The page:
Inflation rises to 1.8%: ONS

Feb 17, 2017, 00:19
Inflation rises to 1.8%: ONS

China consumer inflation also rose more than expected, nearing a three-year high as fuel and food prices jumped, data showed on Tuesday.

US retail sales and inflation rose in January, strengthening the case for the central bank to raise interest rates.

Fuel & power group registered a rise in prices for the sixth straight month, on a y-o-y basis.

Kristin Forbes, one of the nine rate-setters on the Bank's Monetary Policy Committee, signalled last week that she was inching closer to voting for a rate rise after becoming increasingly "uncomfortable" with surging inflation given the economy's resilience to the Brexit vote.

Wholesale food costs were unchanged in January.

The EU measure of inflation, or HICP, climbed 1.9 percent yearly in January, faster than the 1.7 percent rise in the prior month.

The Bank expects inflation to rise "markedly" above the 2% target over the coming months as a result of the weakness in the pound.

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Europe's index of leading 300 stocks .FTEU3 closed up 0.4 percent to 1,465.05, its highest since December 2015, buoyed by bank earnings.

Meanwhile, the all-India consumer price index (CPI) on base 2012=100 stood at 3.17 (provisional) in January, 2017 compared to 3.41 (final) in December, 2016 and 5.69 in January, 2016, according to the Central Statistics Office, ministry of statistics and programme implementation.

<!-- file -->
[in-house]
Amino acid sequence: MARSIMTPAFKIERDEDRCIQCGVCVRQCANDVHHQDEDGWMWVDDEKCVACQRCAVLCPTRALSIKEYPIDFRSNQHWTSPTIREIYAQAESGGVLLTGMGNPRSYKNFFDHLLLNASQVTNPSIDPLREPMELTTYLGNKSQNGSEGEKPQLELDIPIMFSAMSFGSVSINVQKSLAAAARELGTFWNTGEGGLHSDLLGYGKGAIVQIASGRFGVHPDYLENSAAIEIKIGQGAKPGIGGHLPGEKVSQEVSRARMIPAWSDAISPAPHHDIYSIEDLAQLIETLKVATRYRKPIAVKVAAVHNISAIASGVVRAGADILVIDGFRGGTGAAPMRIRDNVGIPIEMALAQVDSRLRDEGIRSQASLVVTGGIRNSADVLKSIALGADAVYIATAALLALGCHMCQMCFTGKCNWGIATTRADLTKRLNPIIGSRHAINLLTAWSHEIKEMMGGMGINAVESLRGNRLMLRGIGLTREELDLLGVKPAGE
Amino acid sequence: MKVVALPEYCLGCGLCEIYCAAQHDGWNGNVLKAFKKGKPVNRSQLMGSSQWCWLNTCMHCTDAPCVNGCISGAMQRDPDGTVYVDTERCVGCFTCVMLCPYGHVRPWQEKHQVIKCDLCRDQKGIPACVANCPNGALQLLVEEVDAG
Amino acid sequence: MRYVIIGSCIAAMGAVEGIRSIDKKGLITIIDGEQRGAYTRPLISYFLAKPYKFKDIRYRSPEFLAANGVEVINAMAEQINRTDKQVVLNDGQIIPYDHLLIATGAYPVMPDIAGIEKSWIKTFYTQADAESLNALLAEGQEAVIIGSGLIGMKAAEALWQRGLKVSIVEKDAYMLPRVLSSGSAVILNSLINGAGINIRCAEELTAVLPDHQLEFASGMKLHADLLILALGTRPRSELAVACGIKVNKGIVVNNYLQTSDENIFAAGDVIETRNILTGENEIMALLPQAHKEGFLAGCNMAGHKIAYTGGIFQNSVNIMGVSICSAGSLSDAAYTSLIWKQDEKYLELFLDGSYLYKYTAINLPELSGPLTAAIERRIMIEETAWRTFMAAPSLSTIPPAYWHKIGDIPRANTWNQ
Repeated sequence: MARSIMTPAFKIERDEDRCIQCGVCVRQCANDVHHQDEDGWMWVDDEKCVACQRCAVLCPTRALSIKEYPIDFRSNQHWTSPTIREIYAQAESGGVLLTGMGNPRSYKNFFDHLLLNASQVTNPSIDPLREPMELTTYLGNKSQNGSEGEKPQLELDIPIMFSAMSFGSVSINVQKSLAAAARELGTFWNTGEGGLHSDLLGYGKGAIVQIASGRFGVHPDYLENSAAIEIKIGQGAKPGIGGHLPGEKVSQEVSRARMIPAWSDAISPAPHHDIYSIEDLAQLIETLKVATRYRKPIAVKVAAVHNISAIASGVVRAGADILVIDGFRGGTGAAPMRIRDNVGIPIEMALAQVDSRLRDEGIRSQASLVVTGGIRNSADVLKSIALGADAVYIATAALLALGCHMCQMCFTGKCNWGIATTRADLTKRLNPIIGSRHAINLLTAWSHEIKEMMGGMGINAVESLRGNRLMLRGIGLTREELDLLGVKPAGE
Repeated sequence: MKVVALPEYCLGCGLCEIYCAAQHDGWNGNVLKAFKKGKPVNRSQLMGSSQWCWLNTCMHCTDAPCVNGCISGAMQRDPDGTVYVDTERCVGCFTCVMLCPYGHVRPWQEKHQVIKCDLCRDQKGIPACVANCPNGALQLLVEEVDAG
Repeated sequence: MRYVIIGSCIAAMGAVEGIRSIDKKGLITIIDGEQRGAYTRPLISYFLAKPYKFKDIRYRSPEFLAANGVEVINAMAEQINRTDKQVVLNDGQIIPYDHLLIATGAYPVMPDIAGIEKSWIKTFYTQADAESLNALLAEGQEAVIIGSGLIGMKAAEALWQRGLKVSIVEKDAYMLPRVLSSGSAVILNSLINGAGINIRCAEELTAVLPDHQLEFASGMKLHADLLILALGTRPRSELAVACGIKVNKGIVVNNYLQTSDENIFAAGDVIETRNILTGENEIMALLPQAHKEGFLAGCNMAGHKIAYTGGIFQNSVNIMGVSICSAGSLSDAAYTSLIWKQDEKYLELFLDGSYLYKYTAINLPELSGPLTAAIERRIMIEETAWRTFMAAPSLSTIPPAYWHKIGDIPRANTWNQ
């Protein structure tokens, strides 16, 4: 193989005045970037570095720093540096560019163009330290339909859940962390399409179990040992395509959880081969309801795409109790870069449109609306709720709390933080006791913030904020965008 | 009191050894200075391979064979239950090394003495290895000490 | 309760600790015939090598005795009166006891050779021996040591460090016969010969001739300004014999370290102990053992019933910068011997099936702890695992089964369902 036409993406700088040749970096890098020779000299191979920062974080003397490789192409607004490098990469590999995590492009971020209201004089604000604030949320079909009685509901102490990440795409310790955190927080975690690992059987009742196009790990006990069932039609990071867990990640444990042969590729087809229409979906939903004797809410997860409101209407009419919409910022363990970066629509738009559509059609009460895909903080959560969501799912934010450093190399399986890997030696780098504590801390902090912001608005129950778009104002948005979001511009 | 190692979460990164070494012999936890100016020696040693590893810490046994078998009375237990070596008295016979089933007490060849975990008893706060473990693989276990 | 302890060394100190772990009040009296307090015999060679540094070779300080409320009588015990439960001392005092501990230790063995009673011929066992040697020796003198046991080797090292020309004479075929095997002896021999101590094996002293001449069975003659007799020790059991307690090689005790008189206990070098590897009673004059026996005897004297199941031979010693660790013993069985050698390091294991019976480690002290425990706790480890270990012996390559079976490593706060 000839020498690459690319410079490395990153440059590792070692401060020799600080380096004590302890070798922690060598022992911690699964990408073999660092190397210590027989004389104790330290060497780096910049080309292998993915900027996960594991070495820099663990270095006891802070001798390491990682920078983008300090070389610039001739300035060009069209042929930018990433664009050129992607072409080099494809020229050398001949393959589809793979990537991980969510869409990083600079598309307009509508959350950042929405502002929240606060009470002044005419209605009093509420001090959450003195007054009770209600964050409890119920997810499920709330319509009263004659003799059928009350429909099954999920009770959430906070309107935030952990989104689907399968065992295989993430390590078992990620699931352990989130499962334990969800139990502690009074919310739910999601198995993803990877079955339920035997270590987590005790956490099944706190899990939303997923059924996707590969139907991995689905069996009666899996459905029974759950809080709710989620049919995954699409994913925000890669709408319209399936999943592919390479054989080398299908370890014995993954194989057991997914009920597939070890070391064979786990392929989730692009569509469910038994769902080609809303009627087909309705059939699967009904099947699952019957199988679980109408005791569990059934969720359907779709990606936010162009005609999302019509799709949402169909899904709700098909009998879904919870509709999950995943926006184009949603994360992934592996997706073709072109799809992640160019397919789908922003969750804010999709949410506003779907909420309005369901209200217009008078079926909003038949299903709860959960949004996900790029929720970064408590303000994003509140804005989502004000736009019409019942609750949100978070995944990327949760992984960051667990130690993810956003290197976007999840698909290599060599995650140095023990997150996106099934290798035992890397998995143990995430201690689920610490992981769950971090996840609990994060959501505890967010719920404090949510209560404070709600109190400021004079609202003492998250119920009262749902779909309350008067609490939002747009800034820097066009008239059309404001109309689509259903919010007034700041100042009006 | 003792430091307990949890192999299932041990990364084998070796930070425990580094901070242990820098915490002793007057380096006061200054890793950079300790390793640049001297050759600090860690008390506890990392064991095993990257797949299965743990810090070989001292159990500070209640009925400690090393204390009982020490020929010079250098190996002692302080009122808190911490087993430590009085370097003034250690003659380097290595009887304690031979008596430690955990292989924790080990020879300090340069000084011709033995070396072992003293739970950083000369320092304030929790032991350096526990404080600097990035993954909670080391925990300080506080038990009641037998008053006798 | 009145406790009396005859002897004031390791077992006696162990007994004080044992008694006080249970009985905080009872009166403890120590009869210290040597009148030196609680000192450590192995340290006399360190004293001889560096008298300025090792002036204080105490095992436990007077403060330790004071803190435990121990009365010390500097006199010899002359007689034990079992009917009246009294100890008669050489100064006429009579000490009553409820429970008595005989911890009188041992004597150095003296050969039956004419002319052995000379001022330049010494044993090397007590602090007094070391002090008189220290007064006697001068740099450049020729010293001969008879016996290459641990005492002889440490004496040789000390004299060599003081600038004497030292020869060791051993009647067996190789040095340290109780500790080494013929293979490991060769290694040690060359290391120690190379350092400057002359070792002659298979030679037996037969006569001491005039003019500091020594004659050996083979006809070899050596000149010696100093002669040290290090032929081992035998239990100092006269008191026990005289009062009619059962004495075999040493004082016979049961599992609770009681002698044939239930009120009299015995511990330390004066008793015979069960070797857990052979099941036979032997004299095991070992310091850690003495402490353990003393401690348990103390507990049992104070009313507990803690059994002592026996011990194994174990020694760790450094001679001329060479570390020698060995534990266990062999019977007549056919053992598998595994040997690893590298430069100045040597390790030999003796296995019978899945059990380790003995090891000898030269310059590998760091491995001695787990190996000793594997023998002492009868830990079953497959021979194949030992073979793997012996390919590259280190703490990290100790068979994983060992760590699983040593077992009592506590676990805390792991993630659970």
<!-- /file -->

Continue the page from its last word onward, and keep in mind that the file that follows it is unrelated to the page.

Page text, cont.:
The December price report showed a modest increase in the overall rate of inflation, however the core remained unchanged from its rate over the previous year.

Food prices, the biggest component of CPI, rose 2.7 percent in January, led by a 7.1 percent increase in the price of pork.

True Potential deputy chief investment officer Chris Leyland warned the rising figure - not matched by rising interest rates from the BoE - would continue to hit savers hardest. Prices in London alone rose 7.5 per cent on the year.

Until recently shoppers have benefited from falling food prices and a supermarket price war but this is rapidly unwinding thanks to factors such as blighted Spanish harvests pushing up the cost of courgettes and turning Iceberg lettuces into a rare treat. This pushed up import costs, which in turn boosted consumer prices and caused inflation to increase.

Food prices showed the smallest annual decrease since July 2014 as the cost of chocolate and candies rose by nearly five per cent on the month.